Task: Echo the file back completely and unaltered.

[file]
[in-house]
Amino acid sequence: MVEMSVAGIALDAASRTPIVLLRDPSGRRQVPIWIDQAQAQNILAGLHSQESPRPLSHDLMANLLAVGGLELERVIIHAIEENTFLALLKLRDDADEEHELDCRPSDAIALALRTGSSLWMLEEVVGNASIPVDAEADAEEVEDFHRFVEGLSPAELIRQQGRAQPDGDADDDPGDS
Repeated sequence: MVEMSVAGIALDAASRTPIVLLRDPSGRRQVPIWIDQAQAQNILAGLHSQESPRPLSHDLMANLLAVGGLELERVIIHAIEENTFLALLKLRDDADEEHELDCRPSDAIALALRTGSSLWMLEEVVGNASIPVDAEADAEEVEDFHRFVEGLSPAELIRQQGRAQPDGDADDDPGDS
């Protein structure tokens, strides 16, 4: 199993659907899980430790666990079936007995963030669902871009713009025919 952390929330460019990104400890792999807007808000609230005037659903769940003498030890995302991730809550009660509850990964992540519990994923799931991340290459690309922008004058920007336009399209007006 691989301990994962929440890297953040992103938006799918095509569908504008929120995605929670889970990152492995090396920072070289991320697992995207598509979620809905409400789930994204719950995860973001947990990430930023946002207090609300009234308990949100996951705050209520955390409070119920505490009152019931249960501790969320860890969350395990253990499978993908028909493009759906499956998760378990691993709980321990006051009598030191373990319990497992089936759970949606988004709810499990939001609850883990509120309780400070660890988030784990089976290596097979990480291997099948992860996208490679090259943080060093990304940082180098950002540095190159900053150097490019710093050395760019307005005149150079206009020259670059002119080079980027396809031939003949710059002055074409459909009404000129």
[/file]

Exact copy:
[in-house]
Amino acid sequence: MVEMSVAGIALDAASRTPIVLLRDPSGRRQVPIWIDQAQAQNILAGLHSQESPRPLSHDLMANLLAVGGLELERVIIHAIEENTFLALLKLRDDADEEHELDCRPSDAIALALRTGSSLWMLEEVVGNASIPVDAEADAEEVEDFHRFVEGLSPAELIRQQGRAQPDGDADDDPGDS
Repeated sequence: MVEMSVAGIALDAASRTPIVLLRDPSGRRQVPIWIDQAQAQNILAGLHSQESPRPLSHDLMANLLAVGGLELERVIIHAIEENTFLALLKLRDDADEEHELDCRPSDAIALALRTGSSLWMLEEVVGNASIPVDAEADAEEVEDFHRFVEGLSPAELIRQQGRAQPDGDADDDPGDS
């Protein structure tokens, strides 16, 4: 199993659907899980430790666990079936007995963030669902871009713009025919 952390929330460019990104400890792999807007808000609230005037659903769940003498030890995302991730809550009660509850990964992540519990994923799931991340290459690309922008004058920007336009399209007006 691989301990994962929440890297953040992103938006799918095509569908504008929120995605929670889970990152492995090396920072070289991320697992995207598509979620809905409400789930994204719950995860973001947990990430930023946002207090609300009234308990949100996951705050209520955390409070119920505490009152019931249960501790969320860890969350395990253990499978993908028909493009759906499956998760378990691993709980321990006051009598030191373990319990497992089936759970949606988004709810499990939001609850883990509120309780400070660890988030784990089976290596097979990480291997099948992860996208490679090259943080060093990304940082180098950002540095190159900053150097490019710093050395760019307005005149150079206009020259670059002119080079980027396809031939003949710059002055074409459909009404000129």